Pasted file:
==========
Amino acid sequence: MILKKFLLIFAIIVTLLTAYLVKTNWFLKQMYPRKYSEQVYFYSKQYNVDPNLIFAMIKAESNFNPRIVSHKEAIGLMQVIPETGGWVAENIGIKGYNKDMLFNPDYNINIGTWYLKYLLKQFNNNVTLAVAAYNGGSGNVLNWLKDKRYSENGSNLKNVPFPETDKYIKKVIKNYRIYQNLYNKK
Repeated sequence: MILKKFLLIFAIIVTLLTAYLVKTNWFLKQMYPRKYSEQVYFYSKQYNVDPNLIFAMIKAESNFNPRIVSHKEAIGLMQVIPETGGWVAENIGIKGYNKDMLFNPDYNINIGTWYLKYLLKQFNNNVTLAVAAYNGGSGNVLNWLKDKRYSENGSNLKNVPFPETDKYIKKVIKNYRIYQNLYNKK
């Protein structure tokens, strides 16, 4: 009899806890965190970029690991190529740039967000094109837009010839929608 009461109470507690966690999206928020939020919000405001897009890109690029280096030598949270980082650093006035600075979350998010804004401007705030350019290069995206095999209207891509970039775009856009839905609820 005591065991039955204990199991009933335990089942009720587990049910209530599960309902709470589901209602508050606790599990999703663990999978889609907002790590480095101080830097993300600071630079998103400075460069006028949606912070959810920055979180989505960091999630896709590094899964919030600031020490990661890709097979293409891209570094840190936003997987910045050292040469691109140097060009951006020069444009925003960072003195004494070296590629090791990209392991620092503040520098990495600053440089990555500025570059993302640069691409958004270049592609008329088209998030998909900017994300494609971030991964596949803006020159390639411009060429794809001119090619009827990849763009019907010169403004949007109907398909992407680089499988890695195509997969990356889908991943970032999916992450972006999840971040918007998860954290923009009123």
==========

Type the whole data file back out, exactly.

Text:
Amino acid sequence: MILKKFLLIFAIIVTLLTAYLVKTNWFLKQMYPRKYSEQVYFYSKQYNVDPNLIFAMIKAESNFNPRIVSHKEAIGLMQVIPETGGWVAENIGIKGYNKDMLFNPDYNINIGTWYLKYLLKQFNNNVTLAVAAYNGGSGNVLNWLKDKRYSENGSNLKNVPFPETDKYIKKVIKNYRIYQNLYNKK
Repeated sequence: MILKKFLLIFAIIVTLLTAYLVKTNWFLKQMYPRKYSEQVYFYSKQYNVDPNLIFAMIKAESNFNPRIVSHKEAIGLMQVIPETGGWVAENIGIKGYNKDMLFNPDYNINIGTWYLKYLLKQFNNNVTLAVAAYNGGSGNVLNWLKDKRYSENGSNLKNVPFPETDKYIKKVIKNYRIYQNLYNKK
């Protein structure tokens, strides 16, 4: 009899806890965190970029690991190529740039967000094109837009010839929608 009461109470507690966690999206928020939020919000405001897009890109690029280096030598949270980082650093006035600075979350998010804004401007705030350019290069995206095999209207891509970039775009856009839905609820 005591065991039955204990199991009933335990089942009720587990049910209530599960309902709470589901209602508050606790599990999703663990999978889609907002790590480095101080830097993300600071630079998103400075460069006028949606912070959810920055979180989505960091999630896709590094899964919030600031020490990661890709097979293409891209570094840190936003997987910045050292040469691109140097060009951006020069444009925003960072003195004494070296590629090791990209392991620092503040520098990495600053440089990555500025570059993302640069691409958004270049592609008329088209998030998909900017994300494609971030991964596949803006020159390639411009060429794809001119090619009827990849763009019907010169403004949007109907398909992407680089499988890695195509997969990356889908991943970032999916992450972006999840971040918007998860954290923009009123």